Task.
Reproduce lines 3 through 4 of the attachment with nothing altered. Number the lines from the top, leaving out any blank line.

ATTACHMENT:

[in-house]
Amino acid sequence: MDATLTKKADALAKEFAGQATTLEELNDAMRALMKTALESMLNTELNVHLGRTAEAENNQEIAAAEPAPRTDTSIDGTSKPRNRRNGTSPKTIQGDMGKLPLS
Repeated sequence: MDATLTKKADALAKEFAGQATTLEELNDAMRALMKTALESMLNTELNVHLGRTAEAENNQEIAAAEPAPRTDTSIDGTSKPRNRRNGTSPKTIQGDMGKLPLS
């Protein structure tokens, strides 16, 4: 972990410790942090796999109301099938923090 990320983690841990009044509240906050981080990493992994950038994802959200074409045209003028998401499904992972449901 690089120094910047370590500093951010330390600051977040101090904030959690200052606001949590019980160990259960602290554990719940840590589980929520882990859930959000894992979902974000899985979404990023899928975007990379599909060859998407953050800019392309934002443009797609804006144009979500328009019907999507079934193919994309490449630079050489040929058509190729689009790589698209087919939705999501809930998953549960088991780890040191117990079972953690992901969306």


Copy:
Repeated sequence: MDATLTKKADALAKEFAGQATTLEELNDAMRALMKTALESMLNTELNVHLGRTAEAENNQEIAAAEPAPRTDTSIDGTSKPRNRRNGTSPKTIQGDMGKLPLS
């Protein structure tokens, strides 16, 4: 972990410790942090796999109301099938923090 990320983690841990009044509240906050981080990493992994950038994802959200074409045209003028998401499904992972449901 690089120094910047370590500093951010330390600051977040101090904030959690200052606001949590019980160990259960602290554990719940840590589980929520882990859930959000894992979902974000899985979404990023899928975007990379599909060859998407953050800019392309934002443009797609804006144009979500328009019907999507079934193919994309490449630079050489040929058509190729689009790589698209087919939705999501809930998953549960088991780890040191117990079972953690992901969306």